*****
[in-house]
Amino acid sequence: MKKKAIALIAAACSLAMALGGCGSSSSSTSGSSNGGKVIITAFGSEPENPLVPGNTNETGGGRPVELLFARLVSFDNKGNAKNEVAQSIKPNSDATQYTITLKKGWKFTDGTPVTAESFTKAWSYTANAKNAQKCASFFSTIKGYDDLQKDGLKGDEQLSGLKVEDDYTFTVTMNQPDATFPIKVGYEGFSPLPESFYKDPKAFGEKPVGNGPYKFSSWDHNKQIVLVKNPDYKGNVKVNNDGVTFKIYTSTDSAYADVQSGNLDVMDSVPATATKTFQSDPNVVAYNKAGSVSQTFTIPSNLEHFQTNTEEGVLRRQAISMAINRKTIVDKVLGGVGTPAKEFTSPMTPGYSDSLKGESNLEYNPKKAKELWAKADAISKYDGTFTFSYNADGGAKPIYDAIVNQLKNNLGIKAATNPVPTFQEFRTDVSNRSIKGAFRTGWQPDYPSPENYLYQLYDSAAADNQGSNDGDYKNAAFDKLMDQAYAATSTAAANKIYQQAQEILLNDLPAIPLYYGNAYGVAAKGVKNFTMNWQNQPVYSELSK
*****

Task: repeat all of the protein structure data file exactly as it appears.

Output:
[in-house]
Amino acid sequence: MKKKAIALIAAACSLAMALGGCGSSSSSTSGSSNGGKVIITAFGSEPENPLVPGNTNETGGGRPVELLFARLVSFDNKGNAKNEVAQSIKPNSDATQYTITLKKGWKFTDGTPVTAESFTKAWSYTANAKNAQKCASFFSTIKGYDDLQKDGLKGDEQLSGLKVEDDYTFTVTMNQPDATFPIKVGYEGFSPLPESFYKDPKAFGEKPVGNGPYKFSSWDHNKQIVLVKNPDYKGNVKVNNDGVTFKIYTSTDSAYADVQSGNLDVMDSVPATATKTFQSDPNVVAYNKAGSVSQTFTIPSNLEHFQTNTEEGVLRRQAISMAINRKTIVDKVLGGVGTPAKEFTSPMTPGYSDSLKGESNLEYNPKKAKELWAKADAISKYDGTFTFSYNADGGAKPIYDAIVNQLKNNLGIKAATNPVPTFQEFRTDVSNRSIKGAFRTGWQPDYPSPENYLYQLYDSAAADNQGSNDGDYKNAAFDKLMDQAYAATSTAAANKIYQQAQEILLNDLPAIPLYYGNAYGVAAKGVKNFTMNWQNQPVYSELSK